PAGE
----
FRANKFORT, Ky. (Sept. 19, 2019) — Kentucky’s seasonally adjusted preliminary August 2019 unemployment rate was 4.4 percent, according to the Kentucky Center for Statistics (KYSTATS), an agency within the Kentucky Education and Workforce Development Cabinet. The unemployment rate for August 2019 was up from the 4.3 percent reported for July 2019.
The preliminary August 2019 jobless rate was unchanged from the 4.4 percent recorded for the state in August 2018.
The U.S. seasonally adjusted jobless rate for August 2019 was 3.7 percent, unchanged from July 2019, according to the U.S. Department of Labor.
Labor force statistics, including the unemployment rate, are based on estimates from the Current Population Survey of households. The survey is designed to measure trends in the number of people working. It includes jobs in agriculture and individuals who are self-employed.
Kentucky civilian labor force was 2,071,392 in August 2019, an increase of 3,192 individuals from July 2019. The number of people employed in August was up by 985, while the number unemployed increased by 2,207.
In a separate federal survey of business establishments that excludes jobs in agriculture and people who are self-employed, Kentucky’s seasonally adjusted nonfarm employment decreased by 3,500 jobs in August 2019 compared to July 2019. Kentucky has added 19,400 jobs since August 2018, for a growth rate of 1.0 percent.
“Losses in durable goods manufacturing and professional business services contributed to lower nonfarm payroll employment in August,” said University of Kentucky’s Center for Business and Economic Research (CBER) Interim Director Mike Clark, Ph.D. “The household survey indicates that workers entered the labor force at a faster rate than they were finding jobs. This pushed August’s unemployment rate up, even though more people worked in August than in July.”
Nonfarm data is provided by the Bureau of Labor Statistics’ Current Employment Statistics program. According to this survey, five of Kentucky’s 11 major nonfarm North American Industry Classification System (NAICS) job sectors saw employment increases from the previous month while six declined.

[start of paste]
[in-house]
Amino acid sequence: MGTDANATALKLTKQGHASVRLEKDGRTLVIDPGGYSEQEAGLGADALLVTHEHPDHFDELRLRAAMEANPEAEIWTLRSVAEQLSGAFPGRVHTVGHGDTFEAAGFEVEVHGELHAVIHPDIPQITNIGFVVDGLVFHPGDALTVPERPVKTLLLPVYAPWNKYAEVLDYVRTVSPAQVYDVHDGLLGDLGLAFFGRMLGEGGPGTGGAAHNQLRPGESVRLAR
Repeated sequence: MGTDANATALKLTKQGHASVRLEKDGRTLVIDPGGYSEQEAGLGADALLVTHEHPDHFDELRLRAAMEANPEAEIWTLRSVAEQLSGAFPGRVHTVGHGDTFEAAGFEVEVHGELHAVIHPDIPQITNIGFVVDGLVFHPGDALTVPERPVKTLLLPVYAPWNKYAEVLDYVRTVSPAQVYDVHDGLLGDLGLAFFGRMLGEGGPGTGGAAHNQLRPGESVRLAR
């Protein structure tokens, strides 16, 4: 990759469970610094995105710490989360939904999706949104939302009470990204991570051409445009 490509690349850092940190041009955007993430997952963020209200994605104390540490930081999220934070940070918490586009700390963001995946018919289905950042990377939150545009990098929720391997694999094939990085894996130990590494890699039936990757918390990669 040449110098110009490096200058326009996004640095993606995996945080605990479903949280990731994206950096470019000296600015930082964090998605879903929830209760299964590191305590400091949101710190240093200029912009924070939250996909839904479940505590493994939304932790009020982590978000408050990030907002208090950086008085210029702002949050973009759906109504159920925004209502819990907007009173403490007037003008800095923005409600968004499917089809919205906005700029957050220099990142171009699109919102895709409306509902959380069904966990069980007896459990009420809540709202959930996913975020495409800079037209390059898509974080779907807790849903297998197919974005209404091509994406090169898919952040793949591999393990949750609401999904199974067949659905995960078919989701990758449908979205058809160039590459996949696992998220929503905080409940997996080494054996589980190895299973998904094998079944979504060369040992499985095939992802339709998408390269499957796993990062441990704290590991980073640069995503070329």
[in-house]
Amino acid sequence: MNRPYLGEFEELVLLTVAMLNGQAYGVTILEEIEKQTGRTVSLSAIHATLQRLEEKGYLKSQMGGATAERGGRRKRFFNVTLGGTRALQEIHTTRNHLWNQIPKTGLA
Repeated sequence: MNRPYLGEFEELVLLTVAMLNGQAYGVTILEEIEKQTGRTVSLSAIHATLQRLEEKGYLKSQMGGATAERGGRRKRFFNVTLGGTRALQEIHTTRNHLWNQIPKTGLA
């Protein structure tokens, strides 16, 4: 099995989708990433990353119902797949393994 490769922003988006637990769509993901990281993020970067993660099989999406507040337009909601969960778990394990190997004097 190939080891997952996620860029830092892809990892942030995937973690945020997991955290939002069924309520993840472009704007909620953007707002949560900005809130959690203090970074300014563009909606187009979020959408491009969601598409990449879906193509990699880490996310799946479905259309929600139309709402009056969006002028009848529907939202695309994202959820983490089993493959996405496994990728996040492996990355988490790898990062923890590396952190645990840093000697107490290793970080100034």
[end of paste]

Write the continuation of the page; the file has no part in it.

Kentucky’s trade, transportation and utilities sector gained 1,500 jobs in August 2019. Within this sector, retail trade, and the transportation, warehousing and utilities subsectors each added 900 jobs from July to August. Since August 2018, employment in this sector was up by 4,100 positions or 1 percent.
Kentucky’s leisure and hospitality sector grew by 900 positions from July 2019 to August 2019. This sector is up 3,100 positions since August 2018. Within this sector, employment in the arts, entertainment and recreation fell by 500 jobs, while accommodations and food services increased by 1,400 jobs.
Employment in the information services sector rose by 100 jobs in August 2019. This sector was unchanged since August 2018. The industries in this sector include traditional publishing as well as software publishing; motion pictures and broadcasting; and telecommunications.
Financial activies sector jobs increased by 100 jobs in August 2019. This increase occurred in the finance and insurance subsector. Employment in the real estate, rental and leasing subsector was unchanged in August. The sector was up 500 jobs compared to last August.